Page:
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Plasmid Variance and Nutrient Regulation of Bioluminescence Genes

Uhler et al. | Dec 09, 2014

Plasmid Variance and Nutrient Regulation of Bioluminescence Genes

Numerous organisms, including the marine bacterium Aliivibrio fischeri, produce light. This bioluminescence is involved in many important symbioses and may one day be an important source of light for humans. In this study, the authors investigated ways to increase bioluminescence production from the model organism E. coli.

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Improving Wound Healing by Breaking Down Biofilm Formation and Reducing Nosocomial Infections

DiStefano et al. | Jul 09, 2019

Improving Wound Healing by Breaking Down Biofilm Formation and Reducing Nosocomial Infections

In a 10-year period in the early 2000’s, hospital-based (nosocomial) infections increased by 123%, and this number is increasing as time goes on. The purpose of this experiment was to use hyaluronic acid, silver nanoparticles, and a bacteriophage cocktail to create a hydrogel that promotes wound healing by increasing cell proliferation while simultaneously disrupting biofilm formation and breaking down Staphylococcus aureus and Pseudomonas aeruginosa, which are two strains of bacteria that attribute to nosocomial infections and are increasing in antibiotic resistance.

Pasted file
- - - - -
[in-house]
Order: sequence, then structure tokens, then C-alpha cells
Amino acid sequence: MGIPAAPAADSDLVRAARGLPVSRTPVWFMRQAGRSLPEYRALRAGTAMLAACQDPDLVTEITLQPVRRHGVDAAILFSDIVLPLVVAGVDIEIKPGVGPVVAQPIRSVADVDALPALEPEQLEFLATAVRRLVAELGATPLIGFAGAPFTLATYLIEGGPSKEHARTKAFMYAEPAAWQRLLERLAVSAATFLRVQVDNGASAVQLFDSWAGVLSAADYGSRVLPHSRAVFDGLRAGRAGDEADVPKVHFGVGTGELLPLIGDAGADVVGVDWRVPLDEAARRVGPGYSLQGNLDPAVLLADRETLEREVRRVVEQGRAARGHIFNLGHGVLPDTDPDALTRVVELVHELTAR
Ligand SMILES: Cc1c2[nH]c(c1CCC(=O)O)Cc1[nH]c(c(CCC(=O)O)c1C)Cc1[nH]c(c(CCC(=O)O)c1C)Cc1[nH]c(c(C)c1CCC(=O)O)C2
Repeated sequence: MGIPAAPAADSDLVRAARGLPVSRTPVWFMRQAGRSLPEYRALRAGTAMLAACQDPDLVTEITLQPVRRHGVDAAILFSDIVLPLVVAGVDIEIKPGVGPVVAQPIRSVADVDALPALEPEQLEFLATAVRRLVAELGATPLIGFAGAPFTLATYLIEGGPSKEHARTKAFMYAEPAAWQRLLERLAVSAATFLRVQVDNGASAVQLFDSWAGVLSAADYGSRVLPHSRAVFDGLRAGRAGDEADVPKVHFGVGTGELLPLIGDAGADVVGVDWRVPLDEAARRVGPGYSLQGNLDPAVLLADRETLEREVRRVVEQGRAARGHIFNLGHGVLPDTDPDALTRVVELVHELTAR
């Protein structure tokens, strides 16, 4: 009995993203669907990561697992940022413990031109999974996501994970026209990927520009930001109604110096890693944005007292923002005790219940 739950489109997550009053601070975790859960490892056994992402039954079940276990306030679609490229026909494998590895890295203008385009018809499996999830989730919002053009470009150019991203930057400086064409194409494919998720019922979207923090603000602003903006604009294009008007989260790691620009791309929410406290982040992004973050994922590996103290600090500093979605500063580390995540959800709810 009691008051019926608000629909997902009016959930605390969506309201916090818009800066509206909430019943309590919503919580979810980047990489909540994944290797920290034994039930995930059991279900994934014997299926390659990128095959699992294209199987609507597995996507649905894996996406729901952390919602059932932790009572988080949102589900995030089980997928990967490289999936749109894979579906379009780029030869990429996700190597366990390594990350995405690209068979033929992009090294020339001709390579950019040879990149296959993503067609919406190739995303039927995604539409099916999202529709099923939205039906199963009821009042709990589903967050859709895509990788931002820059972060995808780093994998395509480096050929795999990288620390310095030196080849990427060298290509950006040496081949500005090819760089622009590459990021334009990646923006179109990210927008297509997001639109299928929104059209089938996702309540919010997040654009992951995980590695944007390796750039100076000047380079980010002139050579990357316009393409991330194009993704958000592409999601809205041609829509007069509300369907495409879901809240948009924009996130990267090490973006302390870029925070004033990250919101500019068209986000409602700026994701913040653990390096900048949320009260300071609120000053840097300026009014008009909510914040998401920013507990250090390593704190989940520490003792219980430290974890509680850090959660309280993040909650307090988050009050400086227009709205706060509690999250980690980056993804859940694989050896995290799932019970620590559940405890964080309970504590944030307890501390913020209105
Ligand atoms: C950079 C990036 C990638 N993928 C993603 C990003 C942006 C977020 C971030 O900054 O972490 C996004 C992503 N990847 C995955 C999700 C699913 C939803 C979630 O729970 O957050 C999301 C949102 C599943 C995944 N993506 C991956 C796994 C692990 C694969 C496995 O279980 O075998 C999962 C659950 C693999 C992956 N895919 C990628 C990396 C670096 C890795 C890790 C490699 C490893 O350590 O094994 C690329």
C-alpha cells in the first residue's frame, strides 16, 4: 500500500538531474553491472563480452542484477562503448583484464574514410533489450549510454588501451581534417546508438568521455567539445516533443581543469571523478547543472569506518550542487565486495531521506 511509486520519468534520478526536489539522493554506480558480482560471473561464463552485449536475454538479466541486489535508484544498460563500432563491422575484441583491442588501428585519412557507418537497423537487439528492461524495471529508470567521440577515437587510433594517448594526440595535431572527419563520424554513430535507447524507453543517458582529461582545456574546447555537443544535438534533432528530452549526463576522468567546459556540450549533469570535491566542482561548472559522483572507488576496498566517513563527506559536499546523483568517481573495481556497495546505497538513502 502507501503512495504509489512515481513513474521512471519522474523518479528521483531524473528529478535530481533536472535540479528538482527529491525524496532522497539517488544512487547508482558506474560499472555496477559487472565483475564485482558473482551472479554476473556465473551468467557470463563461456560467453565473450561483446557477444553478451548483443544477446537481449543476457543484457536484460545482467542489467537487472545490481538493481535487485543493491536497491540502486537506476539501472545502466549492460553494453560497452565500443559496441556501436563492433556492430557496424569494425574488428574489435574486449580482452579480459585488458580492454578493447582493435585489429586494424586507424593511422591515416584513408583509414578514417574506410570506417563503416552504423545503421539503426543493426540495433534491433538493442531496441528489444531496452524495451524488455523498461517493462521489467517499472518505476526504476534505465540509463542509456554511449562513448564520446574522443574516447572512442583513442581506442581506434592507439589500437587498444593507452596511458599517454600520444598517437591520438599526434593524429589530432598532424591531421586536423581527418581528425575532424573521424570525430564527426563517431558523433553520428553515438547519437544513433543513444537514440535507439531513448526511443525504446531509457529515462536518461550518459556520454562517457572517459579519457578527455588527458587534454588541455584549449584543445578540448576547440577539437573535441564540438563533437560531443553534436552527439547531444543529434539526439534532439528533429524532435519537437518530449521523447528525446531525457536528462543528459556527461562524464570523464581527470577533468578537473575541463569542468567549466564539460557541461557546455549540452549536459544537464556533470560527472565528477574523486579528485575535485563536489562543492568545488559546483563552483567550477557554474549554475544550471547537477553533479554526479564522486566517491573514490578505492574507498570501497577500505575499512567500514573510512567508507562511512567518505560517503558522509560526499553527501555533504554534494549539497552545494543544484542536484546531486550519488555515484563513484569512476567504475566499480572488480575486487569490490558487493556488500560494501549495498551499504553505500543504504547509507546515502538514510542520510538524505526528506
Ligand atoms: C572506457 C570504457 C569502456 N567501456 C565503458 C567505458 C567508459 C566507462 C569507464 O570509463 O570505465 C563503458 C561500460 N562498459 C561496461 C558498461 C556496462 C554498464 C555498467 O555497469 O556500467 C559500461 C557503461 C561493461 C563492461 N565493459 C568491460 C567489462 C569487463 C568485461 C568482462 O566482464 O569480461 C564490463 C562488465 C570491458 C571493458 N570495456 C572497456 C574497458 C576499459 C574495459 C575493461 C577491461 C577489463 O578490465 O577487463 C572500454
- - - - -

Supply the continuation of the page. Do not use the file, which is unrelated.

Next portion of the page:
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A Taste of Sweetness in Bioplastics

Tsai et al. | Apr 05, 2019

A Taste of Sweetness in Bioplastics

Sweet potatoes are one of the most common starches in Taiwan, and sweet potato peels hold significant potential to make biodegradable plastics which can alleviate the environmental impact of conventional petroleum-based plastics. In this paper, Tsai et al created starch-based bioplastics derived from sweet potato peels and manipulated the amount of added glycerol to alter the plastic’s strength and flexibility properties. Their results indicated that higher concentrations of glycerol yield more malleable plastics, providing insights into how recycled agricultural waste material might be used to slow down the rate of pollution caused by widespread production of conventional plastics.

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Herbal Extracts Alter Amyloid Beta Levels in SH-SY5Y Neuroblastoma Cells

Xu et al. | Feb 25, 2020

Herbal Extracts Alter Amyloid Beta Levels in SH-SY5Y Neuroblastoma Cells

Alzheimer’s disease (AD) is a type of dementia that affects more than 5.5 million Americans, and there are no approved treatments that can delay the advancement of the disease. In this work, Xu and Mitchell test the effects of various herbal extracts (bugleweed, hops, sassafras, and white camphor) on Aβ1-40 peptide levels in human neuroblastoma cells. Their results suggest that bugleweed may have the potential to reduce Aβ1-40 levels through its anti-inflammatory properties.

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